One More Ride: Fred and the Craft of Motorcycle Meditations
Take the conversational story-telling style and dead-pan humor of Peter Egan, the stints of edgy prose of Jack Lewis, and the philosophical introspection of Robert Pirsig and you have the page-turner style of Fred Milverstedt.
It’s all there in the pages of his easy-to-fit-in-the-saddlebag book, “One More Ride.” Indeed, his book’s subtitle, “Fred and the Craft of Motorcycle Meditations,” has the rhythm of Pirsig’s “Zen and the Art of Motorcycle Mechanics.”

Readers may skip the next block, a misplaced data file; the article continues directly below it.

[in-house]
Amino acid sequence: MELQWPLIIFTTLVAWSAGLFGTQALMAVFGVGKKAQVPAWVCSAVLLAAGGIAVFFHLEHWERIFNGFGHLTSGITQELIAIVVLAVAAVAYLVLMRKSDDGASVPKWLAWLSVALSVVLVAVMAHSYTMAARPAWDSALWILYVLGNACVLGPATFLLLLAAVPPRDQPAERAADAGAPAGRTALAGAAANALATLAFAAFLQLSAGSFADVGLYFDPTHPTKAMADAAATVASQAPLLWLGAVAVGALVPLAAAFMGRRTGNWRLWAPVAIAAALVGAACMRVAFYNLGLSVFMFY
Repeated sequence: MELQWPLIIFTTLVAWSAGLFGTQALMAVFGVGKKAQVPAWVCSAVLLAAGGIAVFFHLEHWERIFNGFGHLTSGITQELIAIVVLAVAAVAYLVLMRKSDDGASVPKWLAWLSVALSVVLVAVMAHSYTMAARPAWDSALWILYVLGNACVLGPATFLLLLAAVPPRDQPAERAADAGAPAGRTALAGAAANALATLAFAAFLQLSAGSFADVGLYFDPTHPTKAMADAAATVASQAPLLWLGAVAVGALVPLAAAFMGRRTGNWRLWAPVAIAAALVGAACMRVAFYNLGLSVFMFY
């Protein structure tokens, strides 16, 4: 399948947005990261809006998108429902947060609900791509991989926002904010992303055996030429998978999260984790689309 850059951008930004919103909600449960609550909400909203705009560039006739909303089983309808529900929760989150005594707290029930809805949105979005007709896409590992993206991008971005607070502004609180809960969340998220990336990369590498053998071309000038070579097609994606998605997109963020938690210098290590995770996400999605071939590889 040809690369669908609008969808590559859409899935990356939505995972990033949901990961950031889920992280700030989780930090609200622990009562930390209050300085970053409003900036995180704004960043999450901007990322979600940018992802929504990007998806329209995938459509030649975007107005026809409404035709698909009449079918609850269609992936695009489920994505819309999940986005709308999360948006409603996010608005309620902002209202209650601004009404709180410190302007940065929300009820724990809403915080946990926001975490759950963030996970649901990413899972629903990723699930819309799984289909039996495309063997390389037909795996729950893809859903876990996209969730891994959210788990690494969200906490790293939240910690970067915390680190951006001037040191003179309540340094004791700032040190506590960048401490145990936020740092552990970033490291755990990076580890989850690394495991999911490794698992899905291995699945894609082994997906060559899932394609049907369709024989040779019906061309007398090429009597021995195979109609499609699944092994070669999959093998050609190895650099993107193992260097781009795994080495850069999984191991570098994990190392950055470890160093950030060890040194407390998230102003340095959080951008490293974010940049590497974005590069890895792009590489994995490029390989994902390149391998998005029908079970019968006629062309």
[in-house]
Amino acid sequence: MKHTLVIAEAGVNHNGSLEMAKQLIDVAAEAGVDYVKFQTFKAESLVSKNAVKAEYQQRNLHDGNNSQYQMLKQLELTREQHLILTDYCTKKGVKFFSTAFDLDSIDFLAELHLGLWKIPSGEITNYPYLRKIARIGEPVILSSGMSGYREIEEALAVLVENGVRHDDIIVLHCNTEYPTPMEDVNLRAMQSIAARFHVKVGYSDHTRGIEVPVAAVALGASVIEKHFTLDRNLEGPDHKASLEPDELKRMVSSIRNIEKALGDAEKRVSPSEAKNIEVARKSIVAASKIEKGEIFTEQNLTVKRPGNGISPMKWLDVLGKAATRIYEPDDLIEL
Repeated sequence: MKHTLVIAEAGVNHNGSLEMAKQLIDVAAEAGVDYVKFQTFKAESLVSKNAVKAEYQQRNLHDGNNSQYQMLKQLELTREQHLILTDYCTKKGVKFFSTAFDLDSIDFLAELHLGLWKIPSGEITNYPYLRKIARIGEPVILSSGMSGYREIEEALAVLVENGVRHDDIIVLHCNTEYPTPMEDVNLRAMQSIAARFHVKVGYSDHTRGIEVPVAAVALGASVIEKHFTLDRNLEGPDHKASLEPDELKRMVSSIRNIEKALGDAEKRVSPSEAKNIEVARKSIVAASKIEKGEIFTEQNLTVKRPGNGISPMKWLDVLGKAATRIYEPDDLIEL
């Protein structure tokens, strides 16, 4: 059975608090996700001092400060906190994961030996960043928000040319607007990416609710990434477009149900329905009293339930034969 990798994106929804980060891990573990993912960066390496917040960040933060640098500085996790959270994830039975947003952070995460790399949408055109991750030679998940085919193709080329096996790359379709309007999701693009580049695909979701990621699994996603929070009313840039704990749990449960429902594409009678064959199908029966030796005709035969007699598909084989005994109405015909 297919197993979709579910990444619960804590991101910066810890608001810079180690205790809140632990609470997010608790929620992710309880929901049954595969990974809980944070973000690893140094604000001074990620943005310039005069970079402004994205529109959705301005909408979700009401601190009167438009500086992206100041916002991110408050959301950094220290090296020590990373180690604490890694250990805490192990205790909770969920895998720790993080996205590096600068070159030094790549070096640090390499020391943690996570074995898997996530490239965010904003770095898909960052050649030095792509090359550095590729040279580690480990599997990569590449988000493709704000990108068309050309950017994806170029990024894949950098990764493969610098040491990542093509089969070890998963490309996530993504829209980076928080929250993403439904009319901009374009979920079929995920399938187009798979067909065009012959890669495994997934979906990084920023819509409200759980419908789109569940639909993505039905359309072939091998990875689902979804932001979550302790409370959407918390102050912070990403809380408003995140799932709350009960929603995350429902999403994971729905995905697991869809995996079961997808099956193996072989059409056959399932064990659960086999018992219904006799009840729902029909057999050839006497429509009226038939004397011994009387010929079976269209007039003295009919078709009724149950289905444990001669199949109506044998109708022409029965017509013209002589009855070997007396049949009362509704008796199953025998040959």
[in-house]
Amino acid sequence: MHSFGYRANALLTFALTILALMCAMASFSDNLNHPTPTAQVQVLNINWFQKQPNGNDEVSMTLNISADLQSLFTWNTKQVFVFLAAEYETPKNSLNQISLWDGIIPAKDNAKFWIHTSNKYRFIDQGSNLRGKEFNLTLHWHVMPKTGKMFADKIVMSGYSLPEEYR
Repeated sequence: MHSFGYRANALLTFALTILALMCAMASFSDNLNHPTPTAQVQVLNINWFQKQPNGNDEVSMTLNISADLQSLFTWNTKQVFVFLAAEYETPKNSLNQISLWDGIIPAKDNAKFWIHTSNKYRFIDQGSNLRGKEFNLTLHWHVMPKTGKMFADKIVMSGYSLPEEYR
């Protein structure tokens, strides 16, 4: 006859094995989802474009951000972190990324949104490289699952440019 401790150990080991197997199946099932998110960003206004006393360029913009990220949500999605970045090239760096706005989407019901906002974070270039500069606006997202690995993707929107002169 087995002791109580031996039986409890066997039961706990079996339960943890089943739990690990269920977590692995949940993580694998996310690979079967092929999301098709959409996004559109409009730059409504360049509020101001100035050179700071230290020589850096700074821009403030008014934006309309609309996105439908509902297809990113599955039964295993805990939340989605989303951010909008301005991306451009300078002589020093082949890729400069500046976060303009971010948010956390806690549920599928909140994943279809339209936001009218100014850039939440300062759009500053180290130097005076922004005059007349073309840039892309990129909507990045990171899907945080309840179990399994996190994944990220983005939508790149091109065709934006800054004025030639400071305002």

Make no mistake, Milverstedt’s book is no knock-off of anybody’s work, nor is it derivative. His story, style and insights are the original real deal.
As I sometimes do, I started reading from the back; the last section called the “Afterword.” I’m glad I did. In it, Milverstedt lays out some things that are good to know as you read the rest of the book.
It hints at the fact that Milverstedt does indeed tell of some great and not-so-great motorcycle adventures. The story-telling in the book on those events is crisp, vivid and fun to read. Some of his self-inflicted misadventures will no doubt strike a chord with nearly every reader who has ridden more than a few miles.